And then I closed the picture of “Chicken” on my computer. I couldn’t bear to see what I’d lost forever.


Two days later, while working in my office in the front room of my house, I look up through the windows and see a man, a white man with ratted hair and dirty clothing, walk up my driveway, inspect my house for a split-second, and then swerve away.

That’s the guy who stole my fucking painting.

I bound out of my chair, open the front door, and step out onto the porch and watch the man walk like a leering wink: up on the sidewalk, down onto the street, swerving along cars to peer into their windows, back on the sidewalk. He’s not walking to get somewhere, he’s casing the neighborhood.

Convinced he’s the culprit behind the theft of “Chicken,” I get on my bicycle to track him down and confront him. When I find him I know exactly what I’ll say: You took a box from my porch and I want what was in it. So you have to tell me who bought it from you so I can retrieve it. Or perhaps it’s still sitting in your campout or drainpipe or wherever and I want it back because I know you do not find it meaningful. I will give you $20 and you will give me the painting.

He will be chastened but reasonable, and the $20 is more real than the art, and I will follow him to wherever the painting is and he will hand it over.

It would sew this story up if the guy I followed out of my own paranoia had somehow doubled back to return it. But I doubt that’s what happened.

But it doesn’t happen that way, because I can’t find him. I ride to the end of the block, up the street, down the other way, into the alley: He’s gone. I say hi to a young guy bending over the engine of his truck and ask if he’s seen the man; he hasn’t. I ride. In the alley is a mother with her two sons, picking up litter because she is sick of the mess; the younger son, about eight years old, is holding a bag for her, while the other son, 14 or so, stabs lazily at a faded flyer in the weed with a stick. Perhaps you’ve seen a painting in the weeds? I ask, but no, they haven’t. I ask about the man, and again no, they haven’t seen him. I explain: My painting, it was stolen; this neighborhood, once safe, I no longer trust. It was the first painting I had ever bought, I say. Does she understand? I don’t know. I say I like that she’s picking up trash; I tell the boys my own mother made me do that once, and I thought she was crazy then too, but this is actually an important act of care. I eventually ride home, empty-handed and flat-hearted. I am coming down from the adrenaline rush, and it takes me a while to register that on my porch, leaning against the railing, is a large flat box with a return address in California.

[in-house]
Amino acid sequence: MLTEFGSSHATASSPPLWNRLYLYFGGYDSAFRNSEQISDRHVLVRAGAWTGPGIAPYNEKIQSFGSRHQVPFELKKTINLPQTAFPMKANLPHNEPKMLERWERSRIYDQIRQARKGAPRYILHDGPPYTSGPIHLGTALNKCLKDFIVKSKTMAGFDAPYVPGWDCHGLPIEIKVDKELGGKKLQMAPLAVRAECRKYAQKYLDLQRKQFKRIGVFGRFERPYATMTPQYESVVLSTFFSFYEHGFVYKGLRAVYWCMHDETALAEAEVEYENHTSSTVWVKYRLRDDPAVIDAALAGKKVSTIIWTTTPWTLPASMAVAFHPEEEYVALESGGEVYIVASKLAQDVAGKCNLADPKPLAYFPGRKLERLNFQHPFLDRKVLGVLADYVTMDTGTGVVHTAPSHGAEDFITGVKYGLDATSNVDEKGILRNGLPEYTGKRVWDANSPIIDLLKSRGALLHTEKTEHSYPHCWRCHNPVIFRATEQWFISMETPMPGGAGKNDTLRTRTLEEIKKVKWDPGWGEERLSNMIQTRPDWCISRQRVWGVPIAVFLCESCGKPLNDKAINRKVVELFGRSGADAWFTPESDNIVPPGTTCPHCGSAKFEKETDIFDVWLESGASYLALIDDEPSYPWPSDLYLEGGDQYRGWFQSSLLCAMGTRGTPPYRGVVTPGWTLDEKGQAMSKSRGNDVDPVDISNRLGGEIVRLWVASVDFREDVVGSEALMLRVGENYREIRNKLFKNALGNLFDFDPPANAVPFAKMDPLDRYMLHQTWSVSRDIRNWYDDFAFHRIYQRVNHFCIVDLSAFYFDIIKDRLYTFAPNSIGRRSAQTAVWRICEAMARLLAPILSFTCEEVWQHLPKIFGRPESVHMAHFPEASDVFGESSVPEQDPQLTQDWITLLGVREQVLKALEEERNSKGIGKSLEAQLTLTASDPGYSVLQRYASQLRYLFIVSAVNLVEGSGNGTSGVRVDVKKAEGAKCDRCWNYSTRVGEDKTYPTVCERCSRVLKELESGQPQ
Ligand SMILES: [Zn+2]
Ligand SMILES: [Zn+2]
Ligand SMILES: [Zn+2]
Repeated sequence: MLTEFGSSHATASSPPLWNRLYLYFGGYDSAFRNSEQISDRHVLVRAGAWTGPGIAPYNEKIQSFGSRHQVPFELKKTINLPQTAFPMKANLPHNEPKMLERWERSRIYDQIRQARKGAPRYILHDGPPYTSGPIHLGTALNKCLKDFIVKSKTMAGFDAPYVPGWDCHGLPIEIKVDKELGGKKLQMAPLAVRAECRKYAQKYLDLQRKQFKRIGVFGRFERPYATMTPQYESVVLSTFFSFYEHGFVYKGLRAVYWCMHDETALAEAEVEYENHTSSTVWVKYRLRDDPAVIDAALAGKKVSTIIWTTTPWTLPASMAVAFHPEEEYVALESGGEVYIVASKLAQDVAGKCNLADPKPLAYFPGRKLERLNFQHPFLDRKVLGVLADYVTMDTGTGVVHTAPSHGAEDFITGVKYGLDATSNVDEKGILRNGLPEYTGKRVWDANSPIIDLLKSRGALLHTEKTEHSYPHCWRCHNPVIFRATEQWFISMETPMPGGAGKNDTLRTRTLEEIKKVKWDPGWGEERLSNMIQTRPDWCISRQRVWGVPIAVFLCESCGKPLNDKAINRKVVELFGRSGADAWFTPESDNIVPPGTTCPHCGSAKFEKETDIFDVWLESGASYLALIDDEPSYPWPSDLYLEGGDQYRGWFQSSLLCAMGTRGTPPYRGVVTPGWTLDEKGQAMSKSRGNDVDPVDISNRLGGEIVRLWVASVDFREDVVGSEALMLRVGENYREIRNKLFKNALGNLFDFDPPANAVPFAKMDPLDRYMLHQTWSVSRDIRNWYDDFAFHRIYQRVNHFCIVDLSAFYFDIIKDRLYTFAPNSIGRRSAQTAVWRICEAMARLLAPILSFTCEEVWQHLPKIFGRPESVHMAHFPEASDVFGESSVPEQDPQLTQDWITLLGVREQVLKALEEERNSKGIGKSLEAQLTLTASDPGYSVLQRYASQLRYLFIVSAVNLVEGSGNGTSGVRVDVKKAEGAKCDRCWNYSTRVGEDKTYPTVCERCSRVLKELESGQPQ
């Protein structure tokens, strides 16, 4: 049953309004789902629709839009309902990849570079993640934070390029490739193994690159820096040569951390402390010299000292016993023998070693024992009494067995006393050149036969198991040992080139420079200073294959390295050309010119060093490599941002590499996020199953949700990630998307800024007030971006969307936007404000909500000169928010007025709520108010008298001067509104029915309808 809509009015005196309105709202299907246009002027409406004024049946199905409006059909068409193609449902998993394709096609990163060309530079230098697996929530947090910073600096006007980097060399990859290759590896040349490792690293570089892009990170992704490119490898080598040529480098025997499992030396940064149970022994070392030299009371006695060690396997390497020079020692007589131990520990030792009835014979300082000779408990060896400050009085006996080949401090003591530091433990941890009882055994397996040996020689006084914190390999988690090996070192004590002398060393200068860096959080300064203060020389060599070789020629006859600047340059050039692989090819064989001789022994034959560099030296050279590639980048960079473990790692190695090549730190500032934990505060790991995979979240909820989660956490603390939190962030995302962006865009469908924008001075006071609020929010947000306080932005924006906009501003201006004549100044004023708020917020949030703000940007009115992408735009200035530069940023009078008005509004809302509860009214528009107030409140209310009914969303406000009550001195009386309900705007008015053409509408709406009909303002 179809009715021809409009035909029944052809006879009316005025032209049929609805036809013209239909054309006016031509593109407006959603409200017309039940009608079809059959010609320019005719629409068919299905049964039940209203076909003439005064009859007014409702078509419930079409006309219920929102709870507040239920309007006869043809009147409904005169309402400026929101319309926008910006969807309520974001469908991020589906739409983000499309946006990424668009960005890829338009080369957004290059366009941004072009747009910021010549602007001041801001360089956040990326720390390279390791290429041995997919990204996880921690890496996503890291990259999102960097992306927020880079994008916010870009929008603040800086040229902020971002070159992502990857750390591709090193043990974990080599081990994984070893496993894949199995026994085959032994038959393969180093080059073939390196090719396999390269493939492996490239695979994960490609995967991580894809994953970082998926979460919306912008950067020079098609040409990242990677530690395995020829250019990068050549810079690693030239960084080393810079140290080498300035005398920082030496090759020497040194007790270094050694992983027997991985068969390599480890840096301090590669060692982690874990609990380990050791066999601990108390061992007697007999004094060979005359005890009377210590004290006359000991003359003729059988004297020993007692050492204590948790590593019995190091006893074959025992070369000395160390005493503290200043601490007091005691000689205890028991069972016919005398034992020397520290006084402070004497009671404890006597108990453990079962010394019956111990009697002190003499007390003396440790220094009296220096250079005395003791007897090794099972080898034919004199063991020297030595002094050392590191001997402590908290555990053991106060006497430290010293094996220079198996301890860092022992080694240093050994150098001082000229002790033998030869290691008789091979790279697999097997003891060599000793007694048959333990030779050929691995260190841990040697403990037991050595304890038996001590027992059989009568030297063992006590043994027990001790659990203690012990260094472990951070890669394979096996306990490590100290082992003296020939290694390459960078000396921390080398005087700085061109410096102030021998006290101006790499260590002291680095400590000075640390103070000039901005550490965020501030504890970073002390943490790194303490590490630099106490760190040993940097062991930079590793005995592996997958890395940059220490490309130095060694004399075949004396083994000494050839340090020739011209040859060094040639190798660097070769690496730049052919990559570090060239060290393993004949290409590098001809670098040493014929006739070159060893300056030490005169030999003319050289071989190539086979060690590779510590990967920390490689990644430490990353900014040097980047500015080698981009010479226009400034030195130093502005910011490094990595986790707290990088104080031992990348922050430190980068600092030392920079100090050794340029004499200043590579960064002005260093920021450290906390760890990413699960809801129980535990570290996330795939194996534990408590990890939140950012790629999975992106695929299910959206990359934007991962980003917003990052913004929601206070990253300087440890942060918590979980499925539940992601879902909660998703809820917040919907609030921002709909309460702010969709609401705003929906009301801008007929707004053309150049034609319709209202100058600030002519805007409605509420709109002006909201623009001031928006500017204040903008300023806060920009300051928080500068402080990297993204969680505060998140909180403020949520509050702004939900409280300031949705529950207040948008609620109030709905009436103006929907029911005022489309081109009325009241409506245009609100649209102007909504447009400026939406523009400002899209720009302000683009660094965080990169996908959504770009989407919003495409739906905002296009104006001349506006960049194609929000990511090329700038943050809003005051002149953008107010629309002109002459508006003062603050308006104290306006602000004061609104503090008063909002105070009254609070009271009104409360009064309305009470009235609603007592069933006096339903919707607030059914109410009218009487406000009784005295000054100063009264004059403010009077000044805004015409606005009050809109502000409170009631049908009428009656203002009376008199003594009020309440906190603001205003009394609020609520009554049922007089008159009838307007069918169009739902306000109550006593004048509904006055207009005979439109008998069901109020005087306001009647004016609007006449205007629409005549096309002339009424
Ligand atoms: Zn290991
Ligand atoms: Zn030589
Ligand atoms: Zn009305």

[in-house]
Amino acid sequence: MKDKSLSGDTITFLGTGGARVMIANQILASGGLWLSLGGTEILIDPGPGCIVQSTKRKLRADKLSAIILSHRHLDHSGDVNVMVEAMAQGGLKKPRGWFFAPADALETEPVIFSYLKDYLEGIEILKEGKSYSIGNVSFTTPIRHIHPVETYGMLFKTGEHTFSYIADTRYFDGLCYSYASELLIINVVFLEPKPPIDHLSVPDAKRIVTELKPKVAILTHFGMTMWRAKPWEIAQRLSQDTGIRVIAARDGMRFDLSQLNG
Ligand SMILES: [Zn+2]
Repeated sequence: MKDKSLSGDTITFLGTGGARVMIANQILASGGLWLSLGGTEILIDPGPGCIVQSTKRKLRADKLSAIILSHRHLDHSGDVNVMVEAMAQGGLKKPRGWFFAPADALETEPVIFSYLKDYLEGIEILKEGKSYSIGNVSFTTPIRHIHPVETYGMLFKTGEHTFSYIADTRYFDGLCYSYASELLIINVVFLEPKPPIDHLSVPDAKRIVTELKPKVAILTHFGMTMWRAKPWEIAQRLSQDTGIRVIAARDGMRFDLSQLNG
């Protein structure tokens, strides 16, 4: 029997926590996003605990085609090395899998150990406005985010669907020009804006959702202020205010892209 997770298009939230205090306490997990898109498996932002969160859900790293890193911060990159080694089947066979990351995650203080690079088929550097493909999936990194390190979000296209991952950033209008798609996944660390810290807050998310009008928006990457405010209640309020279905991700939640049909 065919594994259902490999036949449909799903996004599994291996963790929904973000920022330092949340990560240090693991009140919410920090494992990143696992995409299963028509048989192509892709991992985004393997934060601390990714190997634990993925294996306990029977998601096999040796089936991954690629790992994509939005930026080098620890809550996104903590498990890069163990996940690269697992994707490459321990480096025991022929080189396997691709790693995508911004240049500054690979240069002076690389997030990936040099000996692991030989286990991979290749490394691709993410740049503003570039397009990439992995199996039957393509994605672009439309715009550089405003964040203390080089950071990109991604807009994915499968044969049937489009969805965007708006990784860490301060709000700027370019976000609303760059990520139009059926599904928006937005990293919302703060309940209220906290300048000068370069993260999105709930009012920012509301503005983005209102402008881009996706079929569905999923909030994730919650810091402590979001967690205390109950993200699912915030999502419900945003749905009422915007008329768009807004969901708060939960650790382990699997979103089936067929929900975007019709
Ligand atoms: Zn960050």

It would sew this story up if the guy I followed out of my own paranoia had somehow doubled back to return it. But I doubt that’s what happened. Instead, I believe that FedEx was not reliable; that on the previous Friday night a delivery person falsified the package’s delivery in order to knock off early. The 20 minutes I spent chasing my bad guy was enough time for FedEx to do the right thing.

As I’m writing this, I’m looking at “Chicken,” which is propped above my desk in the front room of my new house. My pleasure with it comes from rediscovering the artist’s choices. But the feeling that it’s in the right place—here—depends solely on the fact and manner of its arrival.

As Lewis Hyde writes in The Gift, a marvelous book about gift economies, art, and creativity: “A gift is a thing we do not get by our own efforts. We cannot buy it; we cannot acquire it through an act of will. It is bestowed upon us.” When “Chicken” escaped the gravity of my desire and vanished, it was no longer mine. To me, it lost its status as property.

The “Chicken” I bought was lost; what I sought, I failed to find; what I waited for never arrived. The “Chicken” over my desk is a gift—either a gift of itself or a gift from the universe; I’ll take either.

“Chicken.” Photo by Michael Erard.

TMN Contributing Writer Michael Erard lives in Portland, Maine, with his wife and son. His book about the science of polyglots, Babel No More, is now out in stores. More by Michael Erard